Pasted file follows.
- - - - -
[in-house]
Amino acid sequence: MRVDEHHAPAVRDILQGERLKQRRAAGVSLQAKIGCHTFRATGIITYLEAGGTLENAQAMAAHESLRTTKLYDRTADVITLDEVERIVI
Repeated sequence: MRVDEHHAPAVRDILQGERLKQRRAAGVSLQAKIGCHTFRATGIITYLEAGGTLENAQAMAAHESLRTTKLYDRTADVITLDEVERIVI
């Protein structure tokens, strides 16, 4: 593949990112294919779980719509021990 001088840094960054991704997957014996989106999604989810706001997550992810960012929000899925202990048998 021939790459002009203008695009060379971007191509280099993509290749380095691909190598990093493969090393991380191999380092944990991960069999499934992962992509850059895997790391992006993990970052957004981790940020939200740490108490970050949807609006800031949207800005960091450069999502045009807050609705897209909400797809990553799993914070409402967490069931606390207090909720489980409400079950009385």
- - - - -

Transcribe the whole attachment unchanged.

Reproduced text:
[in-house]
Amino acid sequence: MRVDEHHAPAVRDILQGERLKQRRAAGVSLQAKIGCHTFRATGIITYLEAGGTLENAQAMAAHESLRTTKLYDRTADVITLDEVERIVI
Repeated sequence: MRVDEHHAPAVRDILQGERLKQRRAAGVSLQAKIGCHTFRATGIITYLEAGGTLENAQAMAAHESLRTTKLYDRTADVITLDEVERIVI
């Protein structure tokens, strides 16, 4: 593949990112294919779980719509021990 001088840094960054991704997957014996989106999604989810706001997550992810960012929000899925202990048998 021939790459002009203008695009060379971007191509280099993509290749380095691909190598990093493969090393991380191999380092944990991960069999499934992962992509850059895997790391992006993990970052957004981790940020939200740490108490970050949807609006800031949207800005960091450069999502045009807050609705897209909400797809990553799993914070409402967490069931606390207090909720489980409400079950009385």